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A giant anteater is coming to Zoo Knoxville and we can't wait to see her!

While the zoo doesn't have pictures of Tiana yet, just a quick google search shows you that she's going to be amazing!

KNOXVILLE, Tenn. — A brand new animal is moving into Zoo Knoxville this month. We haven't even met her, but we're already pretty impressed

By popular demand, Tiana the giant anteater will be taking up residence in the Wee Play Adventure building. 

Last summer, the zoo asked the public to vote on what kind of new animal they would like to see--- a giant anteater or a bearcat, and looks like the anteater won!

Tiana is in her mid-teens and could live up to 25 years in the zoo's care. She's a big girl--- about 100 pounds, and will come to Knoxville from Nashville in mid-February..

Circle of Friends members will get to meet Tiana at an exclusive preview party on Feb. 28 from 4:30 - 6:30 p.m. Annual passholders and Circle of Friends members can see her that weekend, Feb. 29 – Sunday, March 1, from 9:00 a.m. – 4:00 p.m. daily.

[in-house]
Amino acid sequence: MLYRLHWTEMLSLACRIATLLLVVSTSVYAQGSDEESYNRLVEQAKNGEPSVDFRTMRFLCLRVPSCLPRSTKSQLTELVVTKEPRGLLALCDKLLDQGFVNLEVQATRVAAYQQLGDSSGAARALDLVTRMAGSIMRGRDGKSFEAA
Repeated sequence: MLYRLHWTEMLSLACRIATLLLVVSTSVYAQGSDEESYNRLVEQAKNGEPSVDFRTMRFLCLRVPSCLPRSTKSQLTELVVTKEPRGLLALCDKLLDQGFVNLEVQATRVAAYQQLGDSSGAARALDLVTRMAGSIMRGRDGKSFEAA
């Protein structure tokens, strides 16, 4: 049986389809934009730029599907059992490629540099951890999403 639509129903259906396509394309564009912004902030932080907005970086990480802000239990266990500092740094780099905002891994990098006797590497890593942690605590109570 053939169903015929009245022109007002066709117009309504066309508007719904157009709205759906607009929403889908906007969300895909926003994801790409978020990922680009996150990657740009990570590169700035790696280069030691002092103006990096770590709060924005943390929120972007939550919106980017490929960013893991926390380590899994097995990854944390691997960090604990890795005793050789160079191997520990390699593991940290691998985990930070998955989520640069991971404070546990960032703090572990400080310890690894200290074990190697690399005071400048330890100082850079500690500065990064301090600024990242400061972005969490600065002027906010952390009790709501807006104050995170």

She will make her public debut the first week of March.

While the zoo doesn't have pictures of Tiana yet, just a quick google search shows you that she's going to be amazing!

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Giant anteaters have a tongue that's two feet long! That's the longest tongue in relation to its body size of any mammal, and they can flick their tongues in and out 150 times per minute. 

They can eat 30,000-35,000 ants and termites a day, so they definitely live up their name! 

Giant anteaters also have a pretty unique look. They have three giant claws and two smaller digits on their feet, and walk on their wrists with their curls curled up behind them to keep them sharp. They also have long, fluffy tails to protect themselves from heat and rain and to help steady themselves when they stand on their back legs.

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Three other random facts? Their sense of smell is 40 times that of a human, they are strong swimmers, and can run up to 30 mph when necessary!


Don't worry about her being lonely, either. Anteaters are solitary animals, and only get together when it's time to breed.

Giant anteaters are listed as endangered species, with scientists estimating fewer than 5,000 left in the wild. They are native to the Central and South America and can live in tropical and dry forests, savannas, and grasslands.

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